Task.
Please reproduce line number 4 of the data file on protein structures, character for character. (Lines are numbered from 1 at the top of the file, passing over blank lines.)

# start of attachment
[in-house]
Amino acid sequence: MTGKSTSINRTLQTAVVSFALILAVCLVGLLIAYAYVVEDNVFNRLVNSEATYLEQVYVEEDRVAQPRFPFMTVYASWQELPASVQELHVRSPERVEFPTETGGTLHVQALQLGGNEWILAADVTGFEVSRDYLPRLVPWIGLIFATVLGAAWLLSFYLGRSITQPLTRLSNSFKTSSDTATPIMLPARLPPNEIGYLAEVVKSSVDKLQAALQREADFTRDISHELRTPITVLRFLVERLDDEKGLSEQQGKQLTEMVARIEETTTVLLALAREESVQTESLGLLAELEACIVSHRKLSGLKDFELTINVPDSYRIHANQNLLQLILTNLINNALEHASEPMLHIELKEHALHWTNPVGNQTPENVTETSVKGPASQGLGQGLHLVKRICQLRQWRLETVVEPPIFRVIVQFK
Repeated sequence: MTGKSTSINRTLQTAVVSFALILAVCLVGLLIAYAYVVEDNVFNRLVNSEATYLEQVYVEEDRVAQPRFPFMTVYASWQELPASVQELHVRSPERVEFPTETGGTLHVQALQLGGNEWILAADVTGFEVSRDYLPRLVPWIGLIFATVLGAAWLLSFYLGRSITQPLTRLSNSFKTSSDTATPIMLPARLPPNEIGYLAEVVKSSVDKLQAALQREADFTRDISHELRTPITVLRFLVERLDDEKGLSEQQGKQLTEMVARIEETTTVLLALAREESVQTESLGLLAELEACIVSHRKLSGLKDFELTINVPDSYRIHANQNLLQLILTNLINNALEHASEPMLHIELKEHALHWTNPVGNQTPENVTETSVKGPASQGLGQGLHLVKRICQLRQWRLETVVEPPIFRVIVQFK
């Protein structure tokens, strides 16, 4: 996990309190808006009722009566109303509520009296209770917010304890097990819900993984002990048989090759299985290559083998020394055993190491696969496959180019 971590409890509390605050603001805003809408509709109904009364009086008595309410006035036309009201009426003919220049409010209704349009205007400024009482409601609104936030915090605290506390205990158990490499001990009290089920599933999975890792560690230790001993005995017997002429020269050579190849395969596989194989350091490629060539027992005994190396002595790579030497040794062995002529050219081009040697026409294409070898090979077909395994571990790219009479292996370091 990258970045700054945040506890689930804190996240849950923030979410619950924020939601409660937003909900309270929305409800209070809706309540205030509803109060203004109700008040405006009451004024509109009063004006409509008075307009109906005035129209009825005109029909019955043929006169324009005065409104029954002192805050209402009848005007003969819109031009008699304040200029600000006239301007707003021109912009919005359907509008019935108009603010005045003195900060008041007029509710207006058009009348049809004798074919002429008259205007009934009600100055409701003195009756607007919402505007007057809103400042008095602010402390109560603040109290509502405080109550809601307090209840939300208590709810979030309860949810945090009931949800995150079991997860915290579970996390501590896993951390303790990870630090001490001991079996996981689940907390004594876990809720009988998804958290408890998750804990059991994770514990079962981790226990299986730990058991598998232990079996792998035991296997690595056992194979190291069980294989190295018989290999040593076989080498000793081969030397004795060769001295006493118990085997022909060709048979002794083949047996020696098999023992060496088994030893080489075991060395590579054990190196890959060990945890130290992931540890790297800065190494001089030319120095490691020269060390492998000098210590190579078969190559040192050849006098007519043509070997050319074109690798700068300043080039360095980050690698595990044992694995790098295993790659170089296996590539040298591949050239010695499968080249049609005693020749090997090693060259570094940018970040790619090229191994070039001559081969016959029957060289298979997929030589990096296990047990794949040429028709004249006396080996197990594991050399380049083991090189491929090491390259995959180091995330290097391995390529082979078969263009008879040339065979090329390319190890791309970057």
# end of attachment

């Protein structure tokens, strides 16, 4: 996990309190808006009722009566109303509520009296209770917010304890097990819900993984002990048989090759299985290559083998020394055993190491696969496959180019 971590409890509390605050603001805003809408509709109904009364009086008595309410006035036309009201009426003919220049409010209704349009205007400024009482409601609104936030915090605290506390205990158990490499001990009290089920599933999975890792560690230790001993005995017997002429020269050579190849395969596989194989350091490629060539027992005994190396002595790579030497040794062995002529050219081009040697026409294409070898090979077909395994571990790219009479292996370091 990258970045700054945040506890689930804190996240849950923030979410619950924020939601409660937003909900309270929305409800209070809706309540205030509803109060203004109700008040405006009451004024509109009063004006409509008075307009109906005035129209009825005109029909019955043929006169324009005065409104029954002192805050209402009848005007003969819109031009008699304040200029600000006239301007707003021109912009919005359907509008019935108009603010005045003195900060008041007029509710207006058009009348049809004798074919002429008259205007009934009600100055409701003195009756607007919402505007007057809103400042008095602010402390109560603040109290509502405080109550809601307090209840939300208590709810979030309860949810945090009931949800995150079991997860915290579970996390501590896993951390303790990870630090001490001991079996996981689940907390004594876990809720009988998804958290408890998750804990059991994770514990079962981790226990299986730990058991598998232990079996792998035991296997690595056992194979190291069980294989190295018989290999040593076989080498000793081969030397004795060769001295006493118990085997022909060709048979002794083949047996020696098999023992060496088994030893080489075991060395590579054990190196890959060990945890130290992931540890790297800065190494001089030319120095490691020269060390492998000098210590190579078969190559040192050849006098007519043509070997050319074109690798700068300043080039360095980050690698595990044992694995790098295993790659170089296996590539040298591949050239010695499968080249049609005693020749090997090693060259570094940018970040790619090229191994070039001559081969016959029957060289298979997929030589990096296990047990794949040429028709004249006396080996197990594991050399380049083991090189491929090491390259995959180091995330290097391995390529082979078969263009008879040339065979090329390319190890791309970057």